Tuesday, 2 May 2017

Centre for Public Christianity (May 2017)


Among other items of interest, the Centre for Public Christianity has posted an audio interview with Thomas Crow on ‘how artwork that seems devoid of religion – whether it’s a still life of a white tablecloth, or an Andy Warhol-inspired anti-war poster – can point towards something sacred’.

Monday, 1 May 2017

Shaped by the Story (2): The Promises of a Settled People


I contributed today’s ‘Word for the Week’, a weekly email service provided by the London Institute for Contemporary Christianity. It’s a lightly edited re-run of a piece first written in 2012.

Joshua said to all the people, ‘This is what the LORD, the God of Israel, says: “Long ago your ancestors, including Terah the father of Abraham and Nahor, lived beyond the Euphrates River and worshipped other gods. But I took your father Abraham from the land beyond the Euphrates and led him throughout Canaan and gave him many descendants...” Now fear the LORD and serve him with all faithfulness... As for me and my household, we will serve the LORD.’
Joshua 24:2-3 & 14-15

Towards the end of his life, Joshua gathers the people and recites the story of all that God has done for them. His account intersects with Moses’ earlier summary in Deuteronomy 1-4, but is also influenced by the situation at hand. Having now entered the land of promise, they have stopped journeying and must decide how they will live as a settled people.

Joshua reminds them of God calling Abraham, defeating the Egyptians, bringing them through the wilderness, and dispossessing the Canaanites (24:2-13). The Lord is repeatedly the main actor in Joshua’s account – the one who ‘took’ and ‘led’ and ‘gave’ and ‘sent’ and ‘brought’ – emphasising that it is only by his grace that the people now stand where they do. Moreover, like Moses before him, Joshua shuffles between ‘they’ and ‘you’ in his telling in a way that interweaves his audience with their ancestors, such that the foundational story of the covenant people becomes their story too.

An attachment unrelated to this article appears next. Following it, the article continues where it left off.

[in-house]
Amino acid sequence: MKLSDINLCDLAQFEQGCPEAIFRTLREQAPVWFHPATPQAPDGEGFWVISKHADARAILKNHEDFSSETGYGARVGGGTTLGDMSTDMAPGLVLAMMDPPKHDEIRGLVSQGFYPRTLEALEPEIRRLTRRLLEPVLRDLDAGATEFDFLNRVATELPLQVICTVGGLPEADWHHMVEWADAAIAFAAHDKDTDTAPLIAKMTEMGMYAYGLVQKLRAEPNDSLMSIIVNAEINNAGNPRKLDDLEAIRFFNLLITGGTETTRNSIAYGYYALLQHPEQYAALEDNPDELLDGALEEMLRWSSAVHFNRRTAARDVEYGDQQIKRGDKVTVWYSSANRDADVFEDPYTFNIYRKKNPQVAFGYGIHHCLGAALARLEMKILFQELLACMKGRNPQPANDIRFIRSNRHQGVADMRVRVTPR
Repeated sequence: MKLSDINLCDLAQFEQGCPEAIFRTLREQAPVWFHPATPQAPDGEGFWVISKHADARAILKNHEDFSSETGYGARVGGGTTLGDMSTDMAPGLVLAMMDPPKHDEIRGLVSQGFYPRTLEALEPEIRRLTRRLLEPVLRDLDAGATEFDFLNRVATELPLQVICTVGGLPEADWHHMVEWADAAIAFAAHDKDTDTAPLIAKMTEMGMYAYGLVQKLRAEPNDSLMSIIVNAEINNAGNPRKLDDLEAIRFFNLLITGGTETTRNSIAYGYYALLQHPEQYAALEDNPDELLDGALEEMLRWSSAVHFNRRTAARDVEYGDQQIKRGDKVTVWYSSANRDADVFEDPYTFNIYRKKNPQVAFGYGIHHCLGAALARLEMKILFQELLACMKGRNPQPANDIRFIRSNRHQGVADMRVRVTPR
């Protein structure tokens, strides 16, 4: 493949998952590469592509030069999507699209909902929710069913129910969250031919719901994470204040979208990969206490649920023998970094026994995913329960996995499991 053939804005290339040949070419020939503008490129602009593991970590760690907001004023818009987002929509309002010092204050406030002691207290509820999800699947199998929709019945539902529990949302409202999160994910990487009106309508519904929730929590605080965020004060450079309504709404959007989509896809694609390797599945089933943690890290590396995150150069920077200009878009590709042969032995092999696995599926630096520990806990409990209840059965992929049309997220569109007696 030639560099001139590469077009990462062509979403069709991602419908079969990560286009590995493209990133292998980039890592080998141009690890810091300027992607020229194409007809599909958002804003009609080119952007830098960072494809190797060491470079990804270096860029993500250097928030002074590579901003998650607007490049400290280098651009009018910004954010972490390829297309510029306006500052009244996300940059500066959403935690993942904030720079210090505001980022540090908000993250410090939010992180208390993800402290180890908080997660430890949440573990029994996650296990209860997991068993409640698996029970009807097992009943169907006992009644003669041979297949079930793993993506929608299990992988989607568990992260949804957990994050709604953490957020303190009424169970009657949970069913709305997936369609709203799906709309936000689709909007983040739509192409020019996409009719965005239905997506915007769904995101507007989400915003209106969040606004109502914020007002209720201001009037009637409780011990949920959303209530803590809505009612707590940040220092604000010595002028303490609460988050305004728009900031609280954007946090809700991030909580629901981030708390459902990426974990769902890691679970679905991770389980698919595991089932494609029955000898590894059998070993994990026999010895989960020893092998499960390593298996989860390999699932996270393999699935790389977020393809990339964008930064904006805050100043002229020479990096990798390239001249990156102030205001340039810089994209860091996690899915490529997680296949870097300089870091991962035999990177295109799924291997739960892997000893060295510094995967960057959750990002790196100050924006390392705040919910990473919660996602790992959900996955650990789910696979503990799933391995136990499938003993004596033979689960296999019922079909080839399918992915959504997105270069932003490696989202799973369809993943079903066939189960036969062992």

Not to be missed, however, is that Joshua tells the story of Israel’s past as a journey from a ‘foreign’ land to the promised land by the descendants of people who ‘worshipped other gods’. Just as Abraham made the journey from polytheism to faith in the one true God, so Israel’s future depends on the acceptance of this same journey as their own.

So it is that Joshua tells the story in a way designed to bring Israel to a decision. On the basis of God’s great acts for them, he appeals to the people to dedicate themselves to the Lord, announcing his own commitment to do so. Now that they have stopped journeying, they can live as Terah did ‘beyond the Euphrates’, or they can serve the one who delivered them from idolatry and slavery. One way or the other, the story of God’s people will continue to unfold.

For us too, the call of Jesus to ‘follow me’ flows out of what he has already done on our behalf. And we do so with the confidence that he has brought us this far and will be with us always, to the very end of the age.

Friday, 28 April 2017

The Bible Project on ‘Shema’, Reading the Bible, and the Day of the Lord